'I now fell into the most violent and almost raving fit of despair. I cursed myself, the king, and the whole world, which no longer seemed to have any delight for me. I threw myself on the grave of my deceased love, and lay there without any kind of sustenance for two whole days. At last hunger, together with the persuasions of some people who took pity on me, prevailed with me to quit that situation, and refresh myself with food. They then persuaded me to return to my post, and abandon a place where almost every object I saw recalled ideas to my mind, which, as they said, I should endeavour with my utmost force to expel from it. This advice at length succeeded; the rather, as the father and mother of my beloved refused to see me, looking on me as the innocent but certain cause of the death of their only child.
'The loss of one we tenderly love, as it is one of the most bitter and biting evils which attends human life, so it wants the lenitive which palliates and softens every other calamity; I mean that great reliever, hope. No man can be so totally undone, but that he may still cherish expectation: but this deprives us of all such comfort, nor can any thing but time alone lessen it. This, however, in most minds, is sure to work a slow but effectual remedy; so did it in mine: for, within a twelvemonth, I was entirely reconciled to my fortune, and soon after absolutely forgot the object of a passion from which I had promised myself such extreme happiness, and in the disappointment of which I had experienced such inconceivable misery.
'At the expiration of the month, I returned to my garrison at Exeter: where I was no sooner arrived than I was ordered to march into the north, to oppose a force there levied by the Earls of Chester and Northumberland. We came to York, where his Majesty pardoned the heads of the rebels, and very severely punished some who were less guilty. It was particularly my lot to be ordered to seize a poor man, who had never been out of his house, and convey him to prison. I detested this barbarity, yet was obliged to execute it; nay, though no reward would have bribed me in a private capacity to have acted such a part, yet so much sanctity is there in the commands of a monarch, or general to a soldier, that I performed it without reluctance, nor had the tears of his wife and family any prevalence with me.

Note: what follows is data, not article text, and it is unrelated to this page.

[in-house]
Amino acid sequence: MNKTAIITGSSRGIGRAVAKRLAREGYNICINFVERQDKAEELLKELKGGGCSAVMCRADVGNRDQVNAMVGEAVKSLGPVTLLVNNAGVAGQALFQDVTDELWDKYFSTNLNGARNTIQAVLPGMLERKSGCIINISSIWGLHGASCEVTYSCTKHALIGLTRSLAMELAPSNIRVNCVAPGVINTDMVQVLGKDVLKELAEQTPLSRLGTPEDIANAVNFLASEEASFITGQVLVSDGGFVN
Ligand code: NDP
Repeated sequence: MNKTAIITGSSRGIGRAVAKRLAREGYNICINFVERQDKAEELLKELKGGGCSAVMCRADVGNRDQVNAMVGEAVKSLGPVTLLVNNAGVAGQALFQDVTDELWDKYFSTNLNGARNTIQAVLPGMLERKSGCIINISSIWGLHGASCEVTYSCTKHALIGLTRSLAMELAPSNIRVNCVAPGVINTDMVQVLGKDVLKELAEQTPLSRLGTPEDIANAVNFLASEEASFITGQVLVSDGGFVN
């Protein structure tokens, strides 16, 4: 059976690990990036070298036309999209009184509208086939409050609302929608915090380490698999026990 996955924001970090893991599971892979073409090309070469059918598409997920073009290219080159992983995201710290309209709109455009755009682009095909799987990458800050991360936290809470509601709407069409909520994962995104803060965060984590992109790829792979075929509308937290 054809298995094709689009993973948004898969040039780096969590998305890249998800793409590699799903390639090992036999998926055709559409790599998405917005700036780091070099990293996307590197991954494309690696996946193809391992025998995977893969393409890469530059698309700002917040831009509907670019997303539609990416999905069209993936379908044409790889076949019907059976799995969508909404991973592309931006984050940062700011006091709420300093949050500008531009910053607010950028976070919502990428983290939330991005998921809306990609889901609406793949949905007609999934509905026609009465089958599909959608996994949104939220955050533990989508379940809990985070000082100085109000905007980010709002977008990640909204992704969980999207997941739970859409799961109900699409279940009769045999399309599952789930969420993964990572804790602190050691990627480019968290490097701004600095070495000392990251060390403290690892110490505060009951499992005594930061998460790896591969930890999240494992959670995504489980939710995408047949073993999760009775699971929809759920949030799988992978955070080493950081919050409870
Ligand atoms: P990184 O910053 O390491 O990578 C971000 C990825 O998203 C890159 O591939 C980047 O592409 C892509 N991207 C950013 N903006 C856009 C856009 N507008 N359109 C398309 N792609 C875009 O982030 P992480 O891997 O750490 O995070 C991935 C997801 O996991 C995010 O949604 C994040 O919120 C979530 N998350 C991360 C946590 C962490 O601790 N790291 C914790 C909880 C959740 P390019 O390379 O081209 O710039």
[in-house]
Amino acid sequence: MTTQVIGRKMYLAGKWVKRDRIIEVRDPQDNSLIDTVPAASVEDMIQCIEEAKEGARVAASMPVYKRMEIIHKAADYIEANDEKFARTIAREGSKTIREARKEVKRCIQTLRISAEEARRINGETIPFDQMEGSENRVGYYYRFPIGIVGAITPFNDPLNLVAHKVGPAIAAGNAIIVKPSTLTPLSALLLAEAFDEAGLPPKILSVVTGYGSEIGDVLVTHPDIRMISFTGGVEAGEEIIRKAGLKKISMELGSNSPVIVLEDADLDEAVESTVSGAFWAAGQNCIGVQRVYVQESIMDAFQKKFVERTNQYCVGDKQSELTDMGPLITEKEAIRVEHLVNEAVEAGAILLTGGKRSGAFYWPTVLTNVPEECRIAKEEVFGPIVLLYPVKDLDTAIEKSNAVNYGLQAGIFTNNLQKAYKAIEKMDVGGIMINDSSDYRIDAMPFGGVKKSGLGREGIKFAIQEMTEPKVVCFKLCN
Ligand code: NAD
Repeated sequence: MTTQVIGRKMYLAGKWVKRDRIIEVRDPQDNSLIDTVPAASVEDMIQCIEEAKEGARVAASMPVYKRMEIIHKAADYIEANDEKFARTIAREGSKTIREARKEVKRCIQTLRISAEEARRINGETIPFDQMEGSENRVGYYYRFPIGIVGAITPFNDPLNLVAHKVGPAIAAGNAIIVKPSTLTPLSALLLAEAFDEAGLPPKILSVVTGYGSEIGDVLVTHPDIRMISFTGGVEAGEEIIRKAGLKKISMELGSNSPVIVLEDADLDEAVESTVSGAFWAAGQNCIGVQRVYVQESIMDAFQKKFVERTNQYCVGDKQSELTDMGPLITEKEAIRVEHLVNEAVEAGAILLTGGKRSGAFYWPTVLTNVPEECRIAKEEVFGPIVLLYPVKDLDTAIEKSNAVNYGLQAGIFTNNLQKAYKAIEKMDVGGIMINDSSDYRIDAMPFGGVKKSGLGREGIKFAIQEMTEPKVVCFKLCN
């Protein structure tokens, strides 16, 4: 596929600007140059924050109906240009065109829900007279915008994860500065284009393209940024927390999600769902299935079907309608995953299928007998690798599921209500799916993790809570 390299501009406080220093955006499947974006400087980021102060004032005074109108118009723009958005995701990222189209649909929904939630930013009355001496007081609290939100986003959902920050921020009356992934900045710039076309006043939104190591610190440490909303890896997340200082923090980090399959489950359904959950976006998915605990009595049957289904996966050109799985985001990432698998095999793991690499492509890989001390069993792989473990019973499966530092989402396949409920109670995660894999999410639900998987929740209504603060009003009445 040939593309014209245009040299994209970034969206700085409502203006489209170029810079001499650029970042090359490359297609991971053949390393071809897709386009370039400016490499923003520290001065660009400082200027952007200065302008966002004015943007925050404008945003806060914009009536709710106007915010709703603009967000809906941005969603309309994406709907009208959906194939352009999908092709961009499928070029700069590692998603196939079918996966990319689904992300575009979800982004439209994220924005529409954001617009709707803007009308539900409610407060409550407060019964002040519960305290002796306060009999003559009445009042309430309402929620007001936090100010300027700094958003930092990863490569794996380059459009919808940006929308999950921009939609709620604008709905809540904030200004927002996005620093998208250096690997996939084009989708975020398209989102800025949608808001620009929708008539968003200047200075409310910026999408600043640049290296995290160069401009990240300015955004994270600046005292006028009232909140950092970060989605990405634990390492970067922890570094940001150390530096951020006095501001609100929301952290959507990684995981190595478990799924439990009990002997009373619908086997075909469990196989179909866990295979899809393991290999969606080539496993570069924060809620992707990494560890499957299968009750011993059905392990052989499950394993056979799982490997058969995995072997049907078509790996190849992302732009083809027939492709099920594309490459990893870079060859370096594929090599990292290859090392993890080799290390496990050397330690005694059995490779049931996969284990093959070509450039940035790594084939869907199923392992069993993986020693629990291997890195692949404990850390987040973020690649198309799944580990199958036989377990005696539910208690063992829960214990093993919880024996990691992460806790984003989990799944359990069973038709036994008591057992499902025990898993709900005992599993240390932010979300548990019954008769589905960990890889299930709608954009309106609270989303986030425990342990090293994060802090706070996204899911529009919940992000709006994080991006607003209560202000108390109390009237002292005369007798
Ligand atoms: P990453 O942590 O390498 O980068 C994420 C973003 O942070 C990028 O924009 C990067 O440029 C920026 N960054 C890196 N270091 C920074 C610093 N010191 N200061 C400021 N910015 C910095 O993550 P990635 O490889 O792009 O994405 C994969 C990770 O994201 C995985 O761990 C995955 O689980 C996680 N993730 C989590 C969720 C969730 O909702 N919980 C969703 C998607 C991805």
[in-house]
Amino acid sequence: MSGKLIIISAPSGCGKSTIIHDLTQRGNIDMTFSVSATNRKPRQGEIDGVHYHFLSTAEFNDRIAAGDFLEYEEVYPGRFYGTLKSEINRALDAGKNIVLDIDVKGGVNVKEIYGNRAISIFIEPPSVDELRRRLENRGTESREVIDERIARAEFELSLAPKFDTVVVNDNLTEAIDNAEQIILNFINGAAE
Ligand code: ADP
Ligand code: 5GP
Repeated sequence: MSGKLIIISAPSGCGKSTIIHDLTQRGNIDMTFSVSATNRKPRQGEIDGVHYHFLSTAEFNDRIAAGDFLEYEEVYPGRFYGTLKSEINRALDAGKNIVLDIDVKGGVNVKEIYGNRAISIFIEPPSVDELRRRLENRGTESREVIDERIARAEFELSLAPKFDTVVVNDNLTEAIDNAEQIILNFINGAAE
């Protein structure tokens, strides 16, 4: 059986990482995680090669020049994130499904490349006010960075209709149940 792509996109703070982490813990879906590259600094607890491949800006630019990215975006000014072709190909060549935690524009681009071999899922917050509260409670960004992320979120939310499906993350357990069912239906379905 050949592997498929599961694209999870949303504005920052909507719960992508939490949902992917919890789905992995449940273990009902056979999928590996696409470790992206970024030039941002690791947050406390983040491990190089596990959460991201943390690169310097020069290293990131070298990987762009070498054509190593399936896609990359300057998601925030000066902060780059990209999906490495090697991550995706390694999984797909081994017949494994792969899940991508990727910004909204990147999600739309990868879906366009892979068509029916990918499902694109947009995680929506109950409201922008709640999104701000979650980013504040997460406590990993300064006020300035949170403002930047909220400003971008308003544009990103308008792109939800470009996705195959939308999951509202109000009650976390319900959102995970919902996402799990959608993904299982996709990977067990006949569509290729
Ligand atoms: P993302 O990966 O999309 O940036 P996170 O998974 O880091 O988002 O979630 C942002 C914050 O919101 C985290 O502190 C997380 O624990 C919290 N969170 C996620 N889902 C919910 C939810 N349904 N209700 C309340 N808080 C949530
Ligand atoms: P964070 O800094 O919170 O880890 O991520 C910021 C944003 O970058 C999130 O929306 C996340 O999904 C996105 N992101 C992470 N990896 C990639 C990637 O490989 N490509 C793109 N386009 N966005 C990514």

'But this, which was a small piece of mischief in comparison with many of my barbarities afterwards, was however the only one which ever gave me any uneasiness; for when the king led ns afterwards into Northumberland to revenge those people's having joined with Osborne the Dane in his invasion, and orders were given us to commit what ravages we could, I was forward in fulfilling them, and among some lesser cruelties (I remember it yet with sorrow) I ravished a woman, murdered a little infant playing in her lap, and then burnt her house. In short, for I have no pleasure in this part of my relation, I had my share in all the cruelties exercised on those poor wretches; which were so grievous, that for sixty miles together, between York and Durham, not a single house, church, or any other public or private edifice was left standing.
'We had pretty well devoured the country, when we were ordered to march to the Isle of Ely, to oppose Hereward, a bold and stout soldier, who had under him a very large body of rebels, who had the impudence to rise against their king and conqueror (I talk now in the same style I did then) in defence of their liberties, as they called them. These were soon subdued; but as I happened (more to my glory than my comfort) to be posted in that part through which Hereward cut his way, I received a dreadful cut on the forehead, a second on the shoulder, and was run through the body with a pike.
'I languished a long time with these wounds, which made me incapable of attending the king into Scotland. However, I was able to go over with him afterwards into Normandy, in his expedition against Philip, who had taken the opportunity of the troubles in England, to invade that province. Those few Normans who had survived their wounds, and had remained in the Isle of Ely, were all of our nation who went, the rest of his army being all composed of English. In a skirmish